Tuesday, 22 December 2009

My Top 5 Movies of the Year

It's the time of year for lists - here goes with my top 5 movies of the year, all seen either at the cinema or on DVD.
1/ Avatar
Like a cross between Return of the Jedi, Ferngully & Last of the Mohicans, with the make up done by the people who brought you 'My Little Pony' - that sounds awful, but like gravy on your chips, don't knock it til you've tried it!
This was quite simply the most spectacular film of the year & seemed to work on so many levels. As a straight forward action movie with a bit of obvious romance thrown in, or with all the post modern undercurrents of eco worship, pick & mix world faiths. The message that collonialism is as much in our future as it is in our past is strong, & the frightening American foreign policy of invasion for natural resources is ruthlessly played.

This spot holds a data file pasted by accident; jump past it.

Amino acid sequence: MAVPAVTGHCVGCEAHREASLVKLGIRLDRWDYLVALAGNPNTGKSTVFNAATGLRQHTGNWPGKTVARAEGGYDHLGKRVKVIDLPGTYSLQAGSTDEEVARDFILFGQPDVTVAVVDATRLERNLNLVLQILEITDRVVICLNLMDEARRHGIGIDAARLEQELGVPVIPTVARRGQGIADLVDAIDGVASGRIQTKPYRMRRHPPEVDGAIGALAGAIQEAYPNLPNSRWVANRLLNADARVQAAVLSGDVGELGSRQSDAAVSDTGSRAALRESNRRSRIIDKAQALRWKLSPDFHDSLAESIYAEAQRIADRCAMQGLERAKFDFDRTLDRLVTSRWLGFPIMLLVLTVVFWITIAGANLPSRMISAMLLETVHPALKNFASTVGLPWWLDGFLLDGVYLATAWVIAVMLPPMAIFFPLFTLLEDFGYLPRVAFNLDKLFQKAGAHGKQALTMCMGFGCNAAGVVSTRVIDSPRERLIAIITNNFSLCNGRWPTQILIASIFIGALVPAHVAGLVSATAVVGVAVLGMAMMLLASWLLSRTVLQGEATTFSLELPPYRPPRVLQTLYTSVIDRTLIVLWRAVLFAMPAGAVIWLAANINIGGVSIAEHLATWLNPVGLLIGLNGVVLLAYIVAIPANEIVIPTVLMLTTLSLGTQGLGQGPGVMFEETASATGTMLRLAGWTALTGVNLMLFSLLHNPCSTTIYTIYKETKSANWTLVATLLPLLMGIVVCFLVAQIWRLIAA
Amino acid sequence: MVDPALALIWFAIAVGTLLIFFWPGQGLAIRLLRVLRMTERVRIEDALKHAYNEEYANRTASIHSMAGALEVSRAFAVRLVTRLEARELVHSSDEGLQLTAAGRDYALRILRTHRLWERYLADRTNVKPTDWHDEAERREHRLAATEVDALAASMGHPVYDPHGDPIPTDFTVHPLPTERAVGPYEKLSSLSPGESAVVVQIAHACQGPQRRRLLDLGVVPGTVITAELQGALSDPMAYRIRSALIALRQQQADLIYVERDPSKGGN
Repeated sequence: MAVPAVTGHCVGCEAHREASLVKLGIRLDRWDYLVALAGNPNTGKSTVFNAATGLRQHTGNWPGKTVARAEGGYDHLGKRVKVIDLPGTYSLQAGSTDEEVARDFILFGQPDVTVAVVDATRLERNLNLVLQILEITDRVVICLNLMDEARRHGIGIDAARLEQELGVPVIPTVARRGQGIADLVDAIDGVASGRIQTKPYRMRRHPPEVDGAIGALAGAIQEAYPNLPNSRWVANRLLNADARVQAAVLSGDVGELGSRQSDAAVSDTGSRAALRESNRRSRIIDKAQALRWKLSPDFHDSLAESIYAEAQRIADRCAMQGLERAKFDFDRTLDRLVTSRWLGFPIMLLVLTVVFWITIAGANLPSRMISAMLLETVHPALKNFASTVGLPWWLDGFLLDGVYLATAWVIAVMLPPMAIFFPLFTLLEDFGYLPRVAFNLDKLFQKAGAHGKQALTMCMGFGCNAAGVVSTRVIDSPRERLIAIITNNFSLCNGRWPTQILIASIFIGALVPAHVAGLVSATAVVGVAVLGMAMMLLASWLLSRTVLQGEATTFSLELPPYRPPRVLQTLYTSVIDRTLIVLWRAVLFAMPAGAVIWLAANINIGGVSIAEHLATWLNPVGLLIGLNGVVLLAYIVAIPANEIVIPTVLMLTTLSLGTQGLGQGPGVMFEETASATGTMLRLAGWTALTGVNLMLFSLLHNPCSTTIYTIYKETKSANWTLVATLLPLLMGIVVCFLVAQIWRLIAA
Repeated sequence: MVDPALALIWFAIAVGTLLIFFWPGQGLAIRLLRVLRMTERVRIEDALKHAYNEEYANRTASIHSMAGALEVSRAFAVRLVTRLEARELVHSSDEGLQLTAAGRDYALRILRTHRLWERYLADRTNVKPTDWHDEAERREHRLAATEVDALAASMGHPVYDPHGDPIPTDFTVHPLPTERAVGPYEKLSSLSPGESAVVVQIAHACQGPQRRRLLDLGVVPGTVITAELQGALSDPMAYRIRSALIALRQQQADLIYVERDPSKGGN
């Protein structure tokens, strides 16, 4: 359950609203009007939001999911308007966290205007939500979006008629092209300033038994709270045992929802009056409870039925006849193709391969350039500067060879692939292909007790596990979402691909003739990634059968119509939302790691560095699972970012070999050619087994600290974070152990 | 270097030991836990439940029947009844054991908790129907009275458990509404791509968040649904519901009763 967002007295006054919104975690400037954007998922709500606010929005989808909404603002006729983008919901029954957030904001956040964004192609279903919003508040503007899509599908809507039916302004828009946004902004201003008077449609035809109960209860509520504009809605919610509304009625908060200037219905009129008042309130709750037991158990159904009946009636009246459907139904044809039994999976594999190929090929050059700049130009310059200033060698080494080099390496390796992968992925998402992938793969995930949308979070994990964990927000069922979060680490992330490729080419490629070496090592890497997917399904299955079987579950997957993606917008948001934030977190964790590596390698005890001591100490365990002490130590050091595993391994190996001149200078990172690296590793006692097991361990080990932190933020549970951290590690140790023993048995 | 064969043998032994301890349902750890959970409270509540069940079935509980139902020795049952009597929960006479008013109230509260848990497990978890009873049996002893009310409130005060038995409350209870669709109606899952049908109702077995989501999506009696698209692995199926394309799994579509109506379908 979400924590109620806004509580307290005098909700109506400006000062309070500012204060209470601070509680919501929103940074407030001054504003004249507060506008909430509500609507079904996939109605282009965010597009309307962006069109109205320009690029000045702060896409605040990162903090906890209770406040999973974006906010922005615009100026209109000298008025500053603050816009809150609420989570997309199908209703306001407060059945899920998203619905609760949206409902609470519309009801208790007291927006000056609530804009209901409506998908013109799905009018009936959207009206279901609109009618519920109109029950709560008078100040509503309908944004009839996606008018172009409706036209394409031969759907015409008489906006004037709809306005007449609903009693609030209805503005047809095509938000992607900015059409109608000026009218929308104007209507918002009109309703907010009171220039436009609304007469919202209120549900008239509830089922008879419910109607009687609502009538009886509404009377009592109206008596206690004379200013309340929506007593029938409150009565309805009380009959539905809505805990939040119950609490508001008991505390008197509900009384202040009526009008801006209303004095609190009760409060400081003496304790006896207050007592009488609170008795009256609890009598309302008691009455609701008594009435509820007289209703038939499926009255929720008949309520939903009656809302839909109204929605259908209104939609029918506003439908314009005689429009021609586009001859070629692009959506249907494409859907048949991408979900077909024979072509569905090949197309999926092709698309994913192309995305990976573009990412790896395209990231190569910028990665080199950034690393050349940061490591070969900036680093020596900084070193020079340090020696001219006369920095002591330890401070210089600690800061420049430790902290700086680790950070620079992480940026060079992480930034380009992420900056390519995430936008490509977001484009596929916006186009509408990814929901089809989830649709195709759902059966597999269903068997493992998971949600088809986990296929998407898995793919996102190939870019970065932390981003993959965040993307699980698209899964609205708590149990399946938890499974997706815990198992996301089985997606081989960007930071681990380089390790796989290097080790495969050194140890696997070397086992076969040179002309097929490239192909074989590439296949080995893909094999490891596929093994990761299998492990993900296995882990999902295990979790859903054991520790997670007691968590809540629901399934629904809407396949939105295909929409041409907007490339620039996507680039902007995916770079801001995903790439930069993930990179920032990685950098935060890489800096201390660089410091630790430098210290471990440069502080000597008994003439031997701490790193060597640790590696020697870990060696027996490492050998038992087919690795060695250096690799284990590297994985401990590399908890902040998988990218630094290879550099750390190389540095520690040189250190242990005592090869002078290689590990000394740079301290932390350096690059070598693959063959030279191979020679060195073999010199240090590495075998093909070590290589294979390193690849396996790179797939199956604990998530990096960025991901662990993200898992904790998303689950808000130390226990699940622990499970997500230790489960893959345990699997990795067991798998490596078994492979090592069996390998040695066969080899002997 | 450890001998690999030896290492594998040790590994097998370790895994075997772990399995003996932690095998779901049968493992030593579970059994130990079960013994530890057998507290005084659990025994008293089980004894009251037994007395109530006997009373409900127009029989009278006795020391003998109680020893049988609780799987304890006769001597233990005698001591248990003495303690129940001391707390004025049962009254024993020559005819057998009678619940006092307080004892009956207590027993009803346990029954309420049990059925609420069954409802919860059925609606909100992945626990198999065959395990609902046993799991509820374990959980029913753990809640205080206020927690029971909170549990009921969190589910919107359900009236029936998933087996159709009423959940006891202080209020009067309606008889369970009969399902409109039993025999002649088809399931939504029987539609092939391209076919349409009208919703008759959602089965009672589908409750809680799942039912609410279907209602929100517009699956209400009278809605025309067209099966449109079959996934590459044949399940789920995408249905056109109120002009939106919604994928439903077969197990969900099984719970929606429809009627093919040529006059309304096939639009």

Avatar wins on every count. The action scenes are great, the cinematography breathtaking, even in old fashioned 2D at our local cinema. This is the movie of the year because other film makers will copy it relentlessly now. Any film that changes the genre of movie making deserves this kind of attention. Avatar gets it.

Perhaps the only let down was the contrived happy ending. The truth is, the super power always come back & win in the end.

2/ Up
What a fantastic family movie. Right up there with Toy Story for this type of film. Funny, sad, gripping & endearing all in equal measure.

3/ The Curious Case of Benjamin Button
This is my marmite choice - you'll either love it or hate it - I loved it. I found the idea of following a life moving backwards from old age...well.... moving, & the romance between Pitt & Blanchett, though obvious, worked well. I cried buckets. Interestingly, Button & Up are both films which portray old people in a really positive light & bring out some top characterisation in this way.